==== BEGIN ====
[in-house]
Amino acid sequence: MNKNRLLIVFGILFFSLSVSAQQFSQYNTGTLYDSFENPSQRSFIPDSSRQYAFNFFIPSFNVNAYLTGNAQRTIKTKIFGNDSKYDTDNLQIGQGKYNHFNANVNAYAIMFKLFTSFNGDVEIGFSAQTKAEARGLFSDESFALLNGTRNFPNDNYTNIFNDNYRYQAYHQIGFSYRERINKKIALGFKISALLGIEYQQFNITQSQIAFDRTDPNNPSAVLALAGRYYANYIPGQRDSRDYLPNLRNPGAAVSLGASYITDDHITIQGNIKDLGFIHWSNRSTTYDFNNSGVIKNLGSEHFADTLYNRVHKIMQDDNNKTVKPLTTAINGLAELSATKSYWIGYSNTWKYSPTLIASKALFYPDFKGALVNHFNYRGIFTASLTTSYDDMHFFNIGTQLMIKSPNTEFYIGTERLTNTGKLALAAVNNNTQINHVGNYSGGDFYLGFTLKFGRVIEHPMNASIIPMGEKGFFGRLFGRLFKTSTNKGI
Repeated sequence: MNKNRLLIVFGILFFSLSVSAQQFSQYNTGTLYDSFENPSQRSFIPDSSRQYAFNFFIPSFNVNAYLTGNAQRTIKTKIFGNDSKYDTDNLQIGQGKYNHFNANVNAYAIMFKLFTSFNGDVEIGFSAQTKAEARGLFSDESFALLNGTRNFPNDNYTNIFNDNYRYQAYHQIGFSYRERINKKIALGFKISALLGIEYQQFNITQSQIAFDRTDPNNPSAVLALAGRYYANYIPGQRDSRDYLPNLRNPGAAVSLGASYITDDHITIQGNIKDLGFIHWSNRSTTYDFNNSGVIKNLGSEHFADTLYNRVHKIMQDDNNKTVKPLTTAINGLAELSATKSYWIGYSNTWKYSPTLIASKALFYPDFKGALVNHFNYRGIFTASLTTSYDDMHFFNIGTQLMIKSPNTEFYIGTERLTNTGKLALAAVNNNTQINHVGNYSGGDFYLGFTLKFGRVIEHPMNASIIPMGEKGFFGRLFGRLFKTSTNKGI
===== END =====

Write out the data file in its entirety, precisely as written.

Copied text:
[in-house]
Amino acid sequence: MNKNRLLIVFGILFFSLSVSAQQFSQYNTGTLYDSFENPSQRSFIPDSSRQYAFNFFIPSFNVNAYLTGNAQRTIKTKIFGNDSKYDTDNLQIGQGKYNHFNANVNAYAIMFKLFTSFNGDVEIGFSAQTKAEARGLFSDESFALLNGTRNFPNDNYTNIFNDNYRYQAYHQIGFSYRERINKKIALGFKISALLGIEYQQFNITQSQIAFDRTDPNNPSAVLALAGRYYANYIPGQRDSRDYLPNLRNPGAAVSLGASYITDDHITIQGNIKDLGFIHWSNRSTTYDFNNSGVIKNLGSEHFADTLYNRVHKIMQDDNNKTVKPLTTAINGLAELSATKSYWIGYSNTWKYSPTLIASKALFYPDFKGALVNHFNYRGIFTASLTTSYDDMHFFNIGTQLMIKSPNTEFYIGTERLTNTGKLALAAVNNNTQINHVGNYSGGDFYLGFTLKFGRVIEHPMNASIIPMGEKGFFGRLFGRLFKTSTNKGI
Repeated sequence: MNKNRLLIVFGILFFSLSVSAQQFSQYNTGTLYDSFENPSQRSFIPDSSRQYAFNFFIPSFNVNAYLTGNAQRTIKTKIFGNDSKYDTDNLQIGQGKYNHFNANVNAYAIMFKLFTSFNGDVEIGFSAQTKAEARGLFSDESFALLNGTRNFPNDNYTNIFNDNYRYQAYHQIGFSYRERINKKIALGFKISALLGIEYQQFNITQSQIAFDRTDPNNPSAVLALAGRYYANYIPGQRDSRDYLPNLRNPGAAVSLGASYITDDHITIQGNIKDLGFIHWSNRSTTYDFNNSGVIKNLGSEHFADTLYNRVHKIMQDDNNKTVKPLTTAINGLAELSATKSYWIGYSNTWKYSPTLIASKALFYPDFKGALVNHFNYRGIFTASLTTSYDDMHFFNIGTQLMIKSPNTEFYIGTERLTNTGKLALAAVNNNTQINHVGNYSGGDFYLGFTLKFGRVIEHPMNASIIPMGEKGFFGRLFGRLFKTSTNKGI